However, the sound-and-film linkage never worked for Edison because he was unable to synchronize his wax cylinders with the projected film. This should not have been a surprise: his earliest films were unusually fast (“Dickson Experimental Sound Film” was shot at 40 fps – today’s motion pictures run at 24 fps) and his wax cylinder recordings were slower than the discs that later became the phonographic standard for most of the 20th century.
It is not certain whether “Dickson Experimental Sound Film” was ever publicly shown in a Kinetophone; there is no evidence it was ever projected on a screen for an audience. The Kinetophone was a flop for Edison – only 45 were sold – and this early film and its wax cylinder soundtrack were quickly forgotten as Edison drove the early film industry forward as a sound-free medium.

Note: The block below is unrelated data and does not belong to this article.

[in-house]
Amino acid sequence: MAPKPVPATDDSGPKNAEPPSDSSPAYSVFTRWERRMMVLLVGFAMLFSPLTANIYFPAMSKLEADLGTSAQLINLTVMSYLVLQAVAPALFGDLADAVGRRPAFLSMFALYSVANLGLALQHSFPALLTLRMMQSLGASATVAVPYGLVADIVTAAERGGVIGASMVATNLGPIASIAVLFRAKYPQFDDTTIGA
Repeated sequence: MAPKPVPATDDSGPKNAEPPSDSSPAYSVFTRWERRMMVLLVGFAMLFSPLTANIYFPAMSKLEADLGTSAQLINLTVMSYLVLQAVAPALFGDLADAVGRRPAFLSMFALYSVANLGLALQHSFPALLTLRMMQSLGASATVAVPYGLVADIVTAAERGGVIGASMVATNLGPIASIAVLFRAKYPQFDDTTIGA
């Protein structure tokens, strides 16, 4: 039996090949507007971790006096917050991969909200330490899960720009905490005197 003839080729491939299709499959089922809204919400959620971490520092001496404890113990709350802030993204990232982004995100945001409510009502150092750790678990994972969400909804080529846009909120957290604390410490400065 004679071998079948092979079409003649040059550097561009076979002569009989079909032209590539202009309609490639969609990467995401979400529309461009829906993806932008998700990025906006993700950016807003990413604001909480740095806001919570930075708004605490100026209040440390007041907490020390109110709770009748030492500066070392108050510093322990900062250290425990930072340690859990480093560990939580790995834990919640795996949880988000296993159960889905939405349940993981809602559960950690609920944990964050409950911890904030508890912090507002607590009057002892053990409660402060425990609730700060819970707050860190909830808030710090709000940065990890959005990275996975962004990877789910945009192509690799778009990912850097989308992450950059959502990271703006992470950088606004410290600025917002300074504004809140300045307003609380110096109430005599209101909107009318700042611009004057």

Fast-forward to 1942. New York’s Museum of Modern Art acquired the early experimental films from the Edison National Historic Site in Menlo Park, N.J. The museum transferred all of the prints from their original nitrate film to the more stable safety film. This was the first time that people outside of Edison’s laboratory saw this odd footage – its existence was unknown up to that point. However, the wax cylinder soundtrack did not come with the film. Thus, the sound film experiment could only be seen without the reason for its existence.